ICC Cricket World Cup 2011 / News
Full Members opposed 10-team World Cup - Lorgat
November 24, 2011
Click to read the full interview that includes Lorgat's comments on the World Test Championship and the battle against corruption in cricket.
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Haroon Lorgat, the ICC CEO, has said the 10 Full Members were unwilling to go through a qualification system for the 50-over World Cup, blocking plans for a 10-team event in 2015. "The main objection was that a 10-team event required Full Members to qualify," Lorgat told ESPNcricinfo.
He said Australia, New Zealand and England had initially supported a 10-team event with qualification but, following strong protests from the Associates, it was decided unanimously to do away with the idea for the next edition.
The ICC, before its annual conference in Hong Kong in June, had agreed at a meeting in April, to stick to just 10 teams in the 2015 World Cup but at Hong Kong, the ICC and its board members agreed to a 14-team tournament, preceded by a qualifying league for the Associate teams.
"Their belief was that there was a long-standing expectation that Full Members automatically play in the World Cup and therefore needed sufficient notice before we can change this practice. This is why the 10-team World Cup will start from 2019," Lorgat said.
However, Lorgat insisted a 10-team World Cup was the way forward. "I still believe that a 10-team World Cup on a qualification basis for all members would be a better event. This was part of the proposals to strategically restructure international cricket and was designed to protect and promote all three formats."
During his tenure as the CEO of the ICC, Lorgat faced many challenges. Among them was convincing the members of the ICC to institute the World Test Championship. Lorgat, who said earlier this month that the Test Championship will not be held before 2017, had strongly supported the idea of having a three-year qualification process during which all ten teams played each other, before the top four participated in a play-off. The Test Championship was meant to replace the Champions Trophy, the ICC's other 50-over event. However, monetary concerns expressed by ICC's broadcasting partner ESPN STAR Sports*, who have an agreement with the governing body until 2015, presented an obstacle. It did not help that the ten Full Members, once again, did not come out in support.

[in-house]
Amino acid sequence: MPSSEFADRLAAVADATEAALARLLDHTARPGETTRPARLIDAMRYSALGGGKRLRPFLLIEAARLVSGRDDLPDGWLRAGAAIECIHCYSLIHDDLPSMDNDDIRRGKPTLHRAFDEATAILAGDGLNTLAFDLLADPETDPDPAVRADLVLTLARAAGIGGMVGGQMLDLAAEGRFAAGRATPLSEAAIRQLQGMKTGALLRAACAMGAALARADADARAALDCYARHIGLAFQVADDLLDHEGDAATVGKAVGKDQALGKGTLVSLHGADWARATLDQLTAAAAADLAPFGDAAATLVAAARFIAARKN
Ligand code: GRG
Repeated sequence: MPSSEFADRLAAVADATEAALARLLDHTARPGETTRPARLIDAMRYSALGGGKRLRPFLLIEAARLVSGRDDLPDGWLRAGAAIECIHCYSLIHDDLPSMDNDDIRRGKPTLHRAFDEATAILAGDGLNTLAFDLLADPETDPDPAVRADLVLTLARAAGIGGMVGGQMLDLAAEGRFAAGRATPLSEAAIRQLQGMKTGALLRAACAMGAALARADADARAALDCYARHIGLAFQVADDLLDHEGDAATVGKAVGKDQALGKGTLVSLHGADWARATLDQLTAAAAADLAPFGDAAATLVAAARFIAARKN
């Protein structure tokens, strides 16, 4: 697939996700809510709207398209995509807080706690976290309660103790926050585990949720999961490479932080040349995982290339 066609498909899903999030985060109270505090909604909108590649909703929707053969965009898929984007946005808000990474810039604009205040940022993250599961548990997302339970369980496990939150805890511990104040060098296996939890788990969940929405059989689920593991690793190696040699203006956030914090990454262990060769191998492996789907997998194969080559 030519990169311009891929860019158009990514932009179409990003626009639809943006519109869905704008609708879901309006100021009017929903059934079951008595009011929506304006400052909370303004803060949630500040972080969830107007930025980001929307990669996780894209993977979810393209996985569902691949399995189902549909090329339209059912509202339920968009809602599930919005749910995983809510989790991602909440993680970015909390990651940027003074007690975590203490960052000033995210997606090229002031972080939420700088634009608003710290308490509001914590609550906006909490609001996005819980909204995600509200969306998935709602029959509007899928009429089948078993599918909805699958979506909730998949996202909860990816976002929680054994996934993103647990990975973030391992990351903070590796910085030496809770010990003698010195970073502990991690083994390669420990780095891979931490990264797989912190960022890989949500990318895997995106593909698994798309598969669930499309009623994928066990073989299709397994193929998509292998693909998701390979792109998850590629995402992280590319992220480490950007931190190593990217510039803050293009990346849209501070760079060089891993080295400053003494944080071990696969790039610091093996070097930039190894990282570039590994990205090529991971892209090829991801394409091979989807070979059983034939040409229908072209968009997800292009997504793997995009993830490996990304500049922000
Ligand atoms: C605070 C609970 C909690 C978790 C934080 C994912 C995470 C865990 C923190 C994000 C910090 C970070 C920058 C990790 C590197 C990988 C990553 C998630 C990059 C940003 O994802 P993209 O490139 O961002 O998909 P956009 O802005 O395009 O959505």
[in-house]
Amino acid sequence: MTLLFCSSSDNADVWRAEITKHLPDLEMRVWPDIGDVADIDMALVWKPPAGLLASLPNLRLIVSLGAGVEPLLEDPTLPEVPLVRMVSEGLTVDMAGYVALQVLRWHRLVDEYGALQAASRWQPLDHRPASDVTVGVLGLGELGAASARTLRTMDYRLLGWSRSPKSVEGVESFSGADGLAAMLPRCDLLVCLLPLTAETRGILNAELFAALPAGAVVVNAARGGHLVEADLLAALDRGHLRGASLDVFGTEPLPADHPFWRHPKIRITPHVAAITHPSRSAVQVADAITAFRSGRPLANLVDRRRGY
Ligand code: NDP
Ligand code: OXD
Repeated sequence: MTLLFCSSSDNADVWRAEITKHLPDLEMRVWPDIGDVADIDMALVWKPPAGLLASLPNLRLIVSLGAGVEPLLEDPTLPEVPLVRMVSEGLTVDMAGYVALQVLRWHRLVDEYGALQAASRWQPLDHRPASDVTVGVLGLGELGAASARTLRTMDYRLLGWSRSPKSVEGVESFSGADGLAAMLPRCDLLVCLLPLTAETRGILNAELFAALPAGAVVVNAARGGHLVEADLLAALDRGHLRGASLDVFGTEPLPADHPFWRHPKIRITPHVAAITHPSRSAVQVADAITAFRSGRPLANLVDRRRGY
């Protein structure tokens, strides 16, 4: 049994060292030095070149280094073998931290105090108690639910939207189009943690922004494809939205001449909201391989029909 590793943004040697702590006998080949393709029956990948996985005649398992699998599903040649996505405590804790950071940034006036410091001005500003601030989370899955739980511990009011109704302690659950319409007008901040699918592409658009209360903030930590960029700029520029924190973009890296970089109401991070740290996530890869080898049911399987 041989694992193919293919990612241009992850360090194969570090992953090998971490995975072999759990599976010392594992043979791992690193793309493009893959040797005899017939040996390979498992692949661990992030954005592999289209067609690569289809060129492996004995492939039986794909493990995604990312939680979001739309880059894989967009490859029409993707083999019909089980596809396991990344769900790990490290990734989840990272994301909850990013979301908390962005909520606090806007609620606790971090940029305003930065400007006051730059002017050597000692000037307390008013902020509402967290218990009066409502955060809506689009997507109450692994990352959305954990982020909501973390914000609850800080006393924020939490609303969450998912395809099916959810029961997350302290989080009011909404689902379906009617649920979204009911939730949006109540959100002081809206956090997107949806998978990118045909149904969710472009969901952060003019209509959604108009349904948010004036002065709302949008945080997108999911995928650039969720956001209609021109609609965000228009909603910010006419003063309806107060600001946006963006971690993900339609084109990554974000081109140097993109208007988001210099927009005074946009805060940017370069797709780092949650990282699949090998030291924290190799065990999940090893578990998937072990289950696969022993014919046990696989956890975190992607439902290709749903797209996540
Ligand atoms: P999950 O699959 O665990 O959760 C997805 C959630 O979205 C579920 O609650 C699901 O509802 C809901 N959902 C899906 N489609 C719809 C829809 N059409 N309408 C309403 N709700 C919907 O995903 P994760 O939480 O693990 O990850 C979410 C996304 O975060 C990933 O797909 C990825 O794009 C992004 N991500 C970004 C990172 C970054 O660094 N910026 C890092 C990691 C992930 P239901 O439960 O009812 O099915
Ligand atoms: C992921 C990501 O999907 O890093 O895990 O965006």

"A balanced mindset would have been a lot better," Lorgat said when asked if the members could have looked beyond short-term monetary gains. "Money is clearly an important factor but it should not be the only factor. We looked at different models of evaluating the revenue implications but the fact of the matter is that the value of an inaugural Test Championship comprising four teams and fewer matches is not viewed commercially the same as the Champions Trophy comprising eight teams."
Lorgat said the ICC had thought about renegotiating the broadcasting deal wherein they would pay ESPN STAR Sports the money it owed for the Champions Trophy as a measure to go all-out in staging the Test Championships, but found no support from the ICC board. "This was considered but not supported by the ICC Board and the Chief Executives Committee."
Evidently the ICC executive, of which Lorgat was the head, had limited powers and could not quell the might of the board members. "It is not ideal when you are not sufficiently empowered to undertake or implement what you know is correct and must be done. But I understood that when I entered the ICC and it is why the ICC Board rather than the executive would be held accountable for the future of the game."
The spot-fixing scandal during the Lord's Test between England and Pakistan in 2010 was another major challenge. An ICC tribunal found Pakistan's Salman Butt, Mohammad Asif and Mohammad Amir guilty of spot fixing and banned them for various durations before they were sentenced to imprisonment after a separate trial at the Southwark Crown Court. The scandal raised questions about the ability of the ICC's Anti-Corruption and Security Unit to fight corruption and prompted calls for the ICC to invest in sting operations to tackle fixing.
Lorgat, however, said the ACSU's jurisdiction did not allow it to conduct sting operations. "We cannot carry out sting operations or arrest people or seize property. That is not within our remit or powers. This was made clear by the Members when the ACSU was established.
"Corruption is a serious challenge and we must not be complacent but remain vigilant to combat this menace."
*ESPN STAR Sports is a 50:50 joint venture between Walt Disney (ESPN, Inc.), the parent company of ESPNcricinfo, and News Corporation Limited (STAR)
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